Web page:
Basal cell nevus syndrome is a group of defects, passed down through families, that involve the skin, nervous system, eyes, endocrine glands, and bones.
The condition causes an unusual facial appearance and a high risk of skin cancers.
Basal cell nevus syndrome is a rare genetic condition. The gene linked to the syndrome is known as PTCH ("patched").
The gene is passed down through families as an autosomal dominant trait. This means you get the syndrome if either parent passes the gene to you.
The main symptom of this disorder is a type of skin cancer called basal cell carcinoma, which you get at or around puberty.
The disorder also causes specific physical features, including:
The condition may affect the nervous system and lead to:
The condition also leads to bone defects, including:
There may be a family history of basal cell nevus syndrome and a past history of basal cell skin cancers.
Tests may reveal:
Tests that may be done include:
It is important to get examined by a skin doctor (dermatologist) often, so that skin cancers may be treated while they are still small.
Persons with this condition may also be seen and treated by other specialist doctors, depending on what part of the body is affected. For example, a cancer specialist (oncologist) may treat tumors in the body. An orthopaedic surgeon may help treat bone problems.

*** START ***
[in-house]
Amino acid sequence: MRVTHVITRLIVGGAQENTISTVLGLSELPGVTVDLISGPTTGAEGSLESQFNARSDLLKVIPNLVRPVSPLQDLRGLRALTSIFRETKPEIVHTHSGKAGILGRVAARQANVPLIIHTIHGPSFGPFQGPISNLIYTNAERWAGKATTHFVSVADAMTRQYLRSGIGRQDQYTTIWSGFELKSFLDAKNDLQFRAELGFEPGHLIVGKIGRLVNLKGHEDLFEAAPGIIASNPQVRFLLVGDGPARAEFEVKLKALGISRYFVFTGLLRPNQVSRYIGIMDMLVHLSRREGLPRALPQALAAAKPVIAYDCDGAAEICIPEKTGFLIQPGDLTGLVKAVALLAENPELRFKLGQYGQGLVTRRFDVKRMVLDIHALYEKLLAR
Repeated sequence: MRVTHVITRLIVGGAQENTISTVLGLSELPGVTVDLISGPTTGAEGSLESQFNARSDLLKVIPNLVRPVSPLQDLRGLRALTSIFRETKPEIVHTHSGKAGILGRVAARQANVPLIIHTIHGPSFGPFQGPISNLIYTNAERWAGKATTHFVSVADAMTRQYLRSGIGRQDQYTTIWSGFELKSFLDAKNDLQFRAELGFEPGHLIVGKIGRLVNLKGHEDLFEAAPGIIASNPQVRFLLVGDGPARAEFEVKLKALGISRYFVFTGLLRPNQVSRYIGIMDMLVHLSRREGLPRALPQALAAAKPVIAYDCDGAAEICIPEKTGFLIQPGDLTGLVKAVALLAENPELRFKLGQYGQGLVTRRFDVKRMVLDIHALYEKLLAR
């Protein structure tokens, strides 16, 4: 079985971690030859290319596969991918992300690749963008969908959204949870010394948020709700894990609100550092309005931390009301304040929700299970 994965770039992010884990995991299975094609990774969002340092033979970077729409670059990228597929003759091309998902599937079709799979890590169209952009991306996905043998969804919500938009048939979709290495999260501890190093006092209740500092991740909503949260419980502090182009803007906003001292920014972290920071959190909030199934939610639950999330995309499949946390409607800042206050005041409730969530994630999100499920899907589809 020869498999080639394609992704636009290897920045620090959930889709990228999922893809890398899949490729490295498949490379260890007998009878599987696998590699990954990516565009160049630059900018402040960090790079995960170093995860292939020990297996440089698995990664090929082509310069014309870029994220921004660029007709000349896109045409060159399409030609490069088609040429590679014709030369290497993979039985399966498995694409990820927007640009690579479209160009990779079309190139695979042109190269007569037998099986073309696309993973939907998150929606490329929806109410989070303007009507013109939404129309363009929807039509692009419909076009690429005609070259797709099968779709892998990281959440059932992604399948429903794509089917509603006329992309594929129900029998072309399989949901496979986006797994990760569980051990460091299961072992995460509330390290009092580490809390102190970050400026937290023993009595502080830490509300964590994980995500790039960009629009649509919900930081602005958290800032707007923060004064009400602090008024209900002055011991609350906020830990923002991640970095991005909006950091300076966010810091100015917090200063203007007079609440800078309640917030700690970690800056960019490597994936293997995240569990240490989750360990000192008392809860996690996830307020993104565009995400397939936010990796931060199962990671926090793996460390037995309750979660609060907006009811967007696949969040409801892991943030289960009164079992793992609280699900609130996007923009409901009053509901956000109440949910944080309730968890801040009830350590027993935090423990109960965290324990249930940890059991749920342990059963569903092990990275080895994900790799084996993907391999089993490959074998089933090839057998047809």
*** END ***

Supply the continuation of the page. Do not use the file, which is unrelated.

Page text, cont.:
Frequent follow-up with a variety of doctors is important to having a good outcome.
Persons with this condition may develop:
Call for an appointment with your health care provider if:
Couples with a family history of this syndrome might consider genetic counseling before becoming pregnant.
Staying out of the sun and using sunscreen can help prevent new basal cell skin cancers.
Avoid radiation such as x-rays. People with this condition are very sensitive to radiation. Exposure to radiation can lead to skin cancers.
Nevoid basal cell carcinoma syndrome; Gorlin syndrome
Morelli JG. Tumors of the skin. In: Kliegman RM, Behrman RE, Jenson HB, Stanton BF, eds. Nelson Textbook of Pediatrics. 19th ed. Philadelphia, PA: Saunders Elsevier; 2011:chap 662.
Schadt C, Fine JD. Genetic disorders predisposing to skin malignancy. In: Rigel DS, Robinson JK, Ross M, et al., eds. Cancer of the Skin. 2nd ed. Philadelphia, PA: Saunders Elsevier; 2011:chap 33.
Updated by: Kevin Berman, MD, PhD, Atlanta Center for Dermatologic Disease, Atlanta, GA. Review provided by VeriMed Healthcare Network. Also reviewed by David Zieve, MD, MHA, Isla Ogilvie, PhD, and the A.D.A.M. Editorial team.
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